You can apply for pre-settled status if you have arrived in the UK on or before 31st December 2020.
Once you have lived in the UK continuously for 5 years
You will be granted 5 years limited leave to remain during which your rights to healthcare, work arrangements and access to benefits will continue.
You will be eligible to apply for settled status (indefinite leave to remain) as soon as you have completed 5 years continuous residence in the UK.
It was annunced onThere is no fee for the application but if you apply during pilot phase you may still have to pay £65 or £32.50 for child. This should be refunded.
You will still have to apply but the process will be more straightforward. Those with PR will not be charged even in pilot phase.
All application for pre or settled status will now be free following announcement on 21.1.2019.
Living in the UK for a continuous period of 5 years means you have not been absent from the UK for more than 6 months in any 12 month period. There is no restriction on the number of absences.
You will still be eligible for the scheme if you do not leave for more than 12 months and it is for an important reason such as childbirth, pregnancy, serious illness, study, vocational training or overseas posting.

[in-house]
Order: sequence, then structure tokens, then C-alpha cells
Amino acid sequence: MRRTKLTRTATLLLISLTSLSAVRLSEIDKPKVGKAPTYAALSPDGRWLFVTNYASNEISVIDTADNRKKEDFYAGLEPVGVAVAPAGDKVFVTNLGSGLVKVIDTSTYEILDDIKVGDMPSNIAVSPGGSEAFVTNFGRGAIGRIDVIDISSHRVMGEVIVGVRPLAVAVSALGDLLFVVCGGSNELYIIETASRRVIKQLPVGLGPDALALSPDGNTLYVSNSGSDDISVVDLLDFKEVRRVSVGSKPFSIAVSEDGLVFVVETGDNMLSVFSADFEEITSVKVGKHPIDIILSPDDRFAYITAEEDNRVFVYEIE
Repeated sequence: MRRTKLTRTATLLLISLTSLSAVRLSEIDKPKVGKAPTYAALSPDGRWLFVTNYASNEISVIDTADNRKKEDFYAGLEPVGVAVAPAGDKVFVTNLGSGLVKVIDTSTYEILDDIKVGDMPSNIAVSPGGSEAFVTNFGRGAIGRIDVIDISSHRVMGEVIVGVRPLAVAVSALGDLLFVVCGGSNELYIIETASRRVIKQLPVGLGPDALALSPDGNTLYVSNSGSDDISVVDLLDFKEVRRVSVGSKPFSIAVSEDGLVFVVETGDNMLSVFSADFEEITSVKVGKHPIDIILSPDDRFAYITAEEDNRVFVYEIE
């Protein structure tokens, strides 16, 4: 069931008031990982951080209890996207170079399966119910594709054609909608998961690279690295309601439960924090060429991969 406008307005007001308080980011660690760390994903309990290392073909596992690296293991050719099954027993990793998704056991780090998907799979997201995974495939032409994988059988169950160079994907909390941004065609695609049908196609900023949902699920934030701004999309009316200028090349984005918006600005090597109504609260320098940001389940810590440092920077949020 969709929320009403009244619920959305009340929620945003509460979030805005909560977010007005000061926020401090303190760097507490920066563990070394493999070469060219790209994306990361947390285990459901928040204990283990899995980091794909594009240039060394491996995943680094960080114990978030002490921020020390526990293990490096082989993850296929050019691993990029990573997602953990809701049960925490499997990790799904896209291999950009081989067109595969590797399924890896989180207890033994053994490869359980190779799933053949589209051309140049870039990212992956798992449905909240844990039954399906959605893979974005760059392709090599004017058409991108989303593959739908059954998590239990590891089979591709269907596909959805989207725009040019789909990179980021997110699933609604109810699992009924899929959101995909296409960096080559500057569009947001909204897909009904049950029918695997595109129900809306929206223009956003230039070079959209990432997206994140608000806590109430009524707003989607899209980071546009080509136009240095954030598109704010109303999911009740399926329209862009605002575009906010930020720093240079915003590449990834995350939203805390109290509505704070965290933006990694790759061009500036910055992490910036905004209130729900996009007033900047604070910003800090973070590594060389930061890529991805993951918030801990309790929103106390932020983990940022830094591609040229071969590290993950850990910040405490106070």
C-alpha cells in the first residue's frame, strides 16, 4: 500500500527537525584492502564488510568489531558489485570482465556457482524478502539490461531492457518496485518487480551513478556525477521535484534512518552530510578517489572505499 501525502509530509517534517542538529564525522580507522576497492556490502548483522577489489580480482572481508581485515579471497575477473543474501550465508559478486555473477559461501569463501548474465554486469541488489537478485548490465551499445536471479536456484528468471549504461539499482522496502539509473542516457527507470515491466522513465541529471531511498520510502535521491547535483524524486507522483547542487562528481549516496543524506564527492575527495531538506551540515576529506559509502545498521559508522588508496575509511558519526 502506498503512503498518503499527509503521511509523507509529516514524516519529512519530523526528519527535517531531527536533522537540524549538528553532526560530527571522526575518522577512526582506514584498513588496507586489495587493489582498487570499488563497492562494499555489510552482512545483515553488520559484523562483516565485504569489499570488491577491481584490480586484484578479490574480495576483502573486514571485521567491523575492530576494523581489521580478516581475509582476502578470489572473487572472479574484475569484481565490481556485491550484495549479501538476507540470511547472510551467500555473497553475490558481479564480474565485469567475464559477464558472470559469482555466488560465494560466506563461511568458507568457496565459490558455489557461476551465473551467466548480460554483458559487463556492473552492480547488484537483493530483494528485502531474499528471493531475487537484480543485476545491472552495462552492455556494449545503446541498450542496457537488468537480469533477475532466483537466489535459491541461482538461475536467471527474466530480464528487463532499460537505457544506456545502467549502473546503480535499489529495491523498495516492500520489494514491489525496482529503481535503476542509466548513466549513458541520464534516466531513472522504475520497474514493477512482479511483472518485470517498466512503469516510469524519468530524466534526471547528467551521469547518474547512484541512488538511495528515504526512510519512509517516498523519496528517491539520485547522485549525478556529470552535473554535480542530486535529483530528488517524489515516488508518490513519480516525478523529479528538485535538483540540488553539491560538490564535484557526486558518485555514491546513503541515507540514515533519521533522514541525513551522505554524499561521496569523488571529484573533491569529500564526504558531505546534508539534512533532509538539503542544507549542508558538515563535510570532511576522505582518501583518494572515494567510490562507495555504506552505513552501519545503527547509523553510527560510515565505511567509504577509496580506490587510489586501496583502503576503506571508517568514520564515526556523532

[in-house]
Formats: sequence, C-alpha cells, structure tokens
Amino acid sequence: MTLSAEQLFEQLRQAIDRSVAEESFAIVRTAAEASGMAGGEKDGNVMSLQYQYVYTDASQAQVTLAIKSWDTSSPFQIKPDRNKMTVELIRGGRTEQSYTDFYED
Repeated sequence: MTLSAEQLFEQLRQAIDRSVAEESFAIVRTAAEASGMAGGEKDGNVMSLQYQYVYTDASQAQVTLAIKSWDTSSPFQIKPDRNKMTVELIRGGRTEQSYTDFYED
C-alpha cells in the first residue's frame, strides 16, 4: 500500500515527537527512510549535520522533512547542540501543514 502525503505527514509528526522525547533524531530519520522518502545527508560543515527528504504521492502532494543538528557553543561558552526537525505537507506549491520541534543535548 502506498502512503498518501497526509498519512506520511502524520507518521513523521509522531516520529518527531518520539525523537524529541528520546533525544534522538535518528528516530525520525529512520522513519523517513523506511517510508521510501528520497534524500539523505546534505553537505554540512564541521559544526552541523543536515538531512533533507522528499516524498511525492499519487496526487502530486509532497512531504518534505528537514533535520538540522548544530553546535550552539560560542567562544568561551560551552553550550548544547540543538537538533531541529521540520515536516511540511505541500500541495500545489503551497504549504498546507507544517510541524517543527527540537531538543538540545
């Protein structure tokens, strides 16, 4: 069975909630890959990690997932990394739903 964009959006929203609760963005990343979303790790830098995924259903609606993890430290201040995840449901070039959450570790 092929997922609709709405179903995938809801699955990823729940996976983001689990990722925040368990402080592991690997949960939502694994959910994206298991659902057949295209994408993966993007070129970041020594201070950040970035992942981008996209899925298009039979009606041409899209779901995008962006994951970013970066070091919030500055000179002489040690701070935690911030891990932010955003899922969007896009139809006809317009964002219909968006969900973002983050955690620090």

Any period of absence on compulsory military service is permitted.
You will be able to continue to live and work in the UK permanently.
Your rights to healthcare, work arrangements and access to benefits will continue.
After holding settled status for 12 months, you will be eligible to apply for British citizenship.
You will have to apply for settled status by *30th June 2021.*
The scheme will be fully open by 30th March 2019 but the Pilot Scheme has been extended from 21.1.19 and is open to most EU citizens including students.
You will not be required to apply for status under the scheme, but you may do so if you wish.
Irish citizens enjoy a right of residence in the UK under the common travel area regulations. This is not reliant on the UK’s membership of the EU.
Your eligible family members (who are not Irish citizens) will be able to apply for settled status without the Irish citizen doing so.
Where you do not want to send your physical passport or identity card by post, you can use an app which will confirm the relevant details remotely using a mobile phone or tablet.
Where the Home Office considers your criminal conviction as “serious” your application may be refused.
You must self-declare your criminal convictions in your application (without having to submit evidence).
Minor offences such as parking fines will not be grounds for refusal.